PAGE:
Unfortunately, in 1970 when the first draft was completed, the subject matter scared the crap out of people. The book kept coming very close to being accepted — to the point of talking contracts — and then I'd be back out on the street with my manuscript. I have never accepted a "no" when I believed absolutely in the rightness of what I was doing. So I decided that (since I loved the writing process) I would become a successful writer and then they (the publishers) would have to accept Daddy's Girl. And, in essence, that is exactly what happened. I have to qualify this by saying that back then, in the early 70s, publishing was still a viable entity — where an editor could fall in love with a piece of work and just buy it. S/he didn't have to pitch the manuscript in an editorial meeting to a bunch of corporate doorknobs with no interest in books, writing or authors, along with a projected profit-and-loss statement for the manuscript, and hope to prevail. (This, by the way, is the current form of insanity in publishing and has been for a decade or so.)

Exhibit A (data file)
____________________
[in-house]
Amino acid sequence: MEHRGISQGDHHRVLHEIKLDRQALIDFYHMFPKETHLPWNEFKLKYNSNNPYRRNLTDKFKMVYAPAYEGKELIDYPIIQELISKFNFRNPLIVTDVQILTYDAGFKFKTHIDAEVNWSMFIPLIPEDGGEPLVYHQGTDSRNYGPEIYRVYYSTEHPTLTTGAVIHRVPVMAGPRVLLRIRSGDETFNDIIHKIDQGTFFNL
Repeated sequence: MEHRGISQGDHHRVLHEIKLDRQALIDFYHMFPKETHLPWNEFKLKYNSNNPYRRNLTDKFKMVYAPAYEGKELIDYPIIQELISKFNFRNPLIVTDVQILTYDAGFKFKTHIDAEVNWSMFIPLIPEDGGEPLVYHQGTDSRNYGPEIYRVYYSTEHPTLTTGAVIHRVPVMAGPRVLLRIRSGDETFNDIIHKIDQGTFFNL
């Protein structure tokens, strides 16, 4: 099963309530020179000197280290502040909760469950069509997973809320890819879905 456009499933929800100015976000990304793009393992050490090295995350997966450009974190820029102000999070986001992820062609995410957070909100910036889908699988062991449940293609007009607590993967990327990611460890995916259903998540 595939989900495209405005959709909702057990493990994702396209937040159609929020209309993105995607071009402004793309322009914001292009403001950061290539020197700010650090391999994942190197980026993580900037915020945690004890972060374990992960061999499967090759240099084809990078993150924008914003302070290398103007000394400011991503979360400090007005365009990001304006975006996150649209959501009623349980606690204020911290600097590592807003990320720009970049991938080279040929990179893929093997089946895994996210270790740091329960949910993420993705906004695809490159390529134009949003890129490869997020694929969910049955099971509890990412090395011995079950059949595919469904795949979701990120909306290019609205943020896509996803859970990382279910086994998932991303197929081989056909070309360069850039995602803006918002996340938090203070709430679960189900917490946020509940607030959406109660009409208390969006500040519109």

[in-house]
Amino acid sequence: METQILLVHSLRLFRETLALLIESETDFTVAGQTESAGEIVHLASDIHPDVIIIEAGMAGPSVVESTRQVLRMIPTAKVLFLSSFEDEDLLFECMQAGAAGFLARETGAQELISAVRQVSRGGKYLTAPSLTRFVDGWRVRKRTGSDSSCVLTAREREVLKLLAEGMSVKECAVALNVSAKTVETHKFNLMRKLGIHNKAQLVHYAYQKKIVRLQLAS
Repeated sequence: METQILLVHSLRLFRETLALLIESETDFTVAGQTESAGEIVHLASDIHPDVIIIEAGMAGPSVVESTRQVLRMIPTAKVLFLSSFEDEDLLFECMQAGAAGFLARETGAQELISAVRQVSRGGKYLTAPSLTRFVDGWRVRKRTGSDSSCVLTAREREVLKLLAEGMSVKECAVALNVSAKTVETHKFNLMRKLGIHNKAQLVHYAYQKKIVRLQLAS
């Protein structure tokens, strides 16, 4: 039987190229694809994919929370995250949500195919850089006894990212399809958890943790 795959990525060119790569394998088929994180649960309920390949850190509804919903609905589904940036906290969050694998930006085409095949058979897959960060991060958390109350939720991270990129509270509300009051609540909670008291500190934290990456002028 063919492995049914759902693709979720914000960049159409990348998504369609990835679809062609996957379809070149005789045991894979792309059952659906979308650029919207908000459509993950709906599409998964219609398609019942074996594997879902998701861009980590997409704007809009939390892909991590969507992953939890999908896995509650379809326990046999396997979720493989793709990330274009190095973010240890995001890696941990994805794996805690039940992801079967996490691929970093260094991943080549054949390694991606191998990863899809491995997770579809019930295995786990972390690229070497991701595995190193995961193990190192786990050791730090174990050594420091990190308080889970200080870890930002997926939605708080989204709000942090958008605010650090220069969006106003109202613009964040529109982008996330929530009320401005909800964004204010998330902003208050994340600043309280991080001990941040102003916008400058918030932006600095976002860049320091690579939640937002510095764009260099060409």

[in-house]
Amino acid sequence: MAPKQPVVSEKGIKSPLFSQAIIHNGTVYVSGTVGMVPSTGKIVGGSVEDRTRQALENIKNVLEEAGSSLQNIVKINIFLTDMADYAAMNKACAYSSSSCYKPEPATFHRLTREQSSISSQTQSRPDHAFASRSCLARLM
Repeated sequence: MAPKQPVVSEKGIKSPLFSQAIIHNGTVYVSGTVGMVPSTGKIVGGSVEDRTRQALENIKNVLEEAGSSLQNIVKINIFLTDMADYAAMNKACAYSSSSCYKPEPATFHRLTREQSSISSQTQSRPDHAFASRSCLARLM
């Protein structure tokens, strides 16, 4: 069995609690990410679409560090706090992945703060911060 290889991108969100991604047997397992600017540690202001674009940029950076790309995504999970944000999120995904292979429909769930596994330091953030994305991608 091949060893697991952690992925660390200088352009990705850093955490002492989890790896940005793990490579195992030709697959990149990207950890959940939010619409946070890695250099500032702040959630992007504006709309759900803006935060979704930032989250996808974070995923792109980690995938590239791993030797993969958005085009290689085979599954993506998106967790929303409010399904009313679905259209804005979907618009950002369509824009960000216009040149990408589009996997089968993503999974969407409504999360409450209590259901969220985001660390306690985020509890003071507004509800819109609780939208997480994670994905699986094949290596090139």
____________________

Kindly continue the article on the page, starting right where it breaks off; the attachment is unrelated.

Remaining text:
I got published because my late husband went to prep school with a number of boys who ultimately became the heads and/or editors-in-chief of every major New York publishing company. I had an entree; one connection led to another and I was lucky — the timing was right. But I owed a lot to Walt, my husband, because he opened the door. He was a lovely fellow and hugely proud of my accomplishments.
IN: How would you describe your books and topics in an overall sense?
CVA: I am a writer who creates character-driven novels. I've always, as a reader, been far more interested in character than in plot — in the sense that if I care about the characters, I will care about what happens to them. So I would have to describe myself as an issue-oriented writer who creates character-driven novels, wherein the characters are the plot.
IN: What inspires you most to write?
CVA: Historically, issues pertaining to women that grab my attention drive me. Like so many others, I like to write about people overcoming adversity — but not in any typical fashion. The adversities I prefer to write about are the emotional ones, the events in a life that are crippling and that must somehow be "managed." When I first began writing fiction, I focused on male-female relationships primarily. I was young then and my focus was on my own relationships. I am happy to report that I did eventually grow out of that and move beyond, into the wider realm of general interpersonal relationships.
IN: Who have been the most influential people during your writing career?